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success of this experiment, very considerably lessen the quantity of iron I had proposed.
The Academy of Sciences, in their report upon this construction, say, "there is one advantage in the construction of M. Paine's bridge that is singular and important, which is, that the success of an arch to any span can be determined before the work be undertaken on the river, and with a small part of the expense of the whole, by erecting part on the ground."
As to its appearance, I shall give you an extract of a letter from a gentlemen in the neighborhood, member in the former parliament for this county, who, in speaking of the arch, says, "In point of elegance and beauty, it far exceeds my expectations, and it is certainly beyond any thing I ever saw." I shall likewise mention that it is much visited and exceedingly admired by the ladies, who, though they may not be much acquainted with mathematical principles, are certainly judges of taste.
I shall close my letter with a few other observations, naturally and necessarily connected with the subject.
That, contrary to the general opinion, the most preservative situation in which iron can be placed is within the atmosphere of water, whether it be that the air is less saline and nitrous than that which arises from the filth of streets, and the fermentation of the earth, I am not undertaking to prove; I speak only of fact, which any body may observe by the rings and bolts in wharfs and other watery situations. I never yet saw the iron chain affixed to a wellbucket, consumed or injured by rust; and I believe it is impossible to find iron exposed to the open air in the same preserved condition as that which is exposed over water.
A method of extending the span and lessening the height of arches has always been the desideratum of bridge architecture. But it has other advantages. It renders bridges capable of becoming a portable manufacture, as they may, on this construction, be made and sent to any part of the world ready to be erected; and at the same time that it greatly increases the magnificence, elegance, and beauty of bridges, it considerably lessens their expense, and their appearance by re-painting will be ever new; and as they may be erected in all situations where stone bridges can be erected, they may, moreover, be erected in certain situations, where, on account of ice, infirm foundations in the beds of rivers, low shores, and various other causes, stone bridges cannot be erected. The last con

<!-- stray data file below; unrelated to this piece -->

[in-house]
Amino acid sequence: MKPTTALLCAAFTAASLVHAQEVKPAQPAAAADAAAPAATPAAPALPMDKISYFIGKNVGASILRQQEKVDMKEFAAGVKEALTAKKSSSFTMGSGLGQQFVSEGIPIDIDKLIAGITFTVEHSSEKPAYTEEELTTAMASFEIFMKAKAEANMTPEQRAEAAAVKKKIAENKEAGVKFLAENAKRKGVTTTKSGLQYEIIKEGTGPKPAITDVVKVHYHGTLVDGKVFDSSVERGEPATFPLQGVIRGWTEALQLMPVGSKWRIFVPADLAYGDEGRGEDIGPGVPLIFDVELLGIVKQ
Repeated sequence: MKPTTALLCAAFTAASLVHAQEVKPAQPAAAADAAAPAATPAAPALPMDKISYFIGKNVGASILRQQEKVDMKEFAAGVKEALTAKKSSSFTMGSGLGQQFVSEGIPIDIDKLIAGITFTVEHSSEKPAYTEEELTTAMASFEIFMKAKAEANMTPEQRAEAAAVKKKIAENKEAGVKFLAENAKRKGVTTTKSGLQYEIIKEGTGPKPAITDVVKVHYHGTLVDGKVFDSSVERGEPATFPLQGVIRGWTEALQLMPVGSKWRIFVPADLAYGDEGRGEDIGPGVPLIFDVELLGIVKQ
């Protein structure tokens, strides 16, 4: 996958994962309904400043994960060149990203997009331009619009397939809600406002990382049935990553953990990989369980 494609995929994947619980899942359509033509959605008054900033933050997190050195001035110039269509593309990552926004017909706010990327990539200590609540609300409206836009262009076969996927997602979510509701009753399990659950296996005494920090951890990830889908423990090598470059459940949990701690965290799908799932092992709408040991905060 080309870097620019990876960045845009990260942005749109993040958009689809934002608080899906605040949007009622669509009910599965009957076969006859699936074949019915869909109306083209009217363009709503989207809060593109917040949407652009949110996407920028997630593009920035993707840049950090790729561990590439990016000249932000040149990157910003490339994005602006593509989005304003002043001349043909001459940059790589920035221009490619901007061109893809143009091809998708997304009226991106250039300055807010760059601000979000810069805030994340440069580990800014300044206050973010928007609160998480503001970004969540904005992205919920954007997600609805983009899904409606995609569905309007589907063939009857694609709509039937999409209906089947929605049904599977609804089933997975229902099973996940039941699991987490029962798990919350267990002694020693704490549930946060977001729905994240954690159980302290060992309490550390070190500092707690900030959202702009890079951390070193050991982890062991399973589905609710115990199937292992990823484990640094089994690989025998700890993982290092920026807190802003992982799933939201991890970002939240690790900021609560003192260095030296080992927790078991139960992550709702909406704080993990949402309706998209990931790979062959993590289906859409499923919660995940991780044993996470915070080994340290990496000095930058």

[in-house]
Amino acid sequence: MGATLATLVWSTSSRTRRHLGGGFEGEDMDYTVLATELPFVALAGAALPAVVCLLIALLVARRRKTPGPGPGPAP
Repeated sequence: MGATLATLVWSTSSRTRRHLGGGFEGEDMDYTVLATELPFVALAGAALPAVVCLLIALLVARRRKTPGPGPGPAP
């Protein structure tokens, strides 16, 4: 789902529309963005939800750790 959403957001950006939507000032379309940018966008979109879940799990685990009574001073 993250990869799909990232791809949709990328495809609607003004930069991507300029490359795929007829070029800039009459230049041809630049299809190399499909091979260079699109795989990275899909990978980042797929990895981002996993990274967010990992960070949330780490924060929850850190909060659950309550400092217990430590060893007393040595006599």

venience, and which is not inconsiderable, that I shall mention is, that after they are erected, they may very easily be taken down without any injury to the materials of the construction, and be reerected elsewhere.
I am, sir,
Your much obliged,
And obedient humble servant,
PREFACE TO GENERAL LEE'S MEMOIRS.
THE following Memoirs and Letters of the late Major-General Lee have been in the possession of the Editor since the year 1786. They were transmitted from America to England by the gentleman whose name is subscribed to the Memoirs, and who was a member of Congress for the state of Georgia, for the purpose of publication. In their manuscript state they have been seen by several persons in England, who expressed a strong desire of putting them to press, which the avocations of the person to whom they were entrusted, and his not being acquainted with such undertakings, had caused him to neglect.